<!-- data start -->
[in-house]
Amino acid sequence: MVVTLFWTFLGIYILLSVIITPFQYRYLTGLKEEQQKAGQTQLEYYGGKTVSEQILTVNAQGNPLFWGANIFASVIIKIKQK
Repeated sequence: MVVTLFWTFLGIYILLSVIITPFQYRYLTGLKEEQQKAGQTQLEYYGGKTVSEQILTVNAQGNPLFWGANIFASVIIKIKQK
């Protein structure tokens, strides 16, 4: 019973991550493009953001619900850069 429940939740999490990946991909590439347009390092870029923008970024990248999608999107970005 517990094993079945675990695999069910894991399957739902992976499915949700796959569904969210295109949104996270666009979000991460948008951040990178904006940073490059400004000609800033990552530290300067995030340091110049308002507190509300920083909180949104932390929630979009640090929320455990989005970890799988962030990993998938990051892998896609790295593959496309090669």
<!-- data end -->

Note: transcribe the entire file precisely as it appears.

[in-house]
Amino acid sequence: MVVTLFWTFLGIYILLSVIITPFQYRYLTGLKEEQQKAGQTQLEYYGGKTVSEQILTVNAQGNPLFWGANIFASVIIKIKQK
Repeated sequence: MVVTLFWTFLGIYILLSVIITPFQYRYLTGLKEEQQKAGQTQLEYYGGKTVSEQILTVNAQGNPLFWGANIFASVIIKIKQK
């Protein structure tokens, strides 16, 4: 019973991550493009953001619900850069 429940939740999490990946991909590439347009390092870029923008970024990248999608999107970005 517990094993079945675990695999069910894991399957739902992976499915949700796959569904969210295109949104996270666009979000991460948008951040990178904006940073490059400004000609800033990552530290300067995030340091110049308002507190509300920083909180949104932390929630979009640090929320455990989005970890799988962030990993998938990051892998896609790295593959496309090669």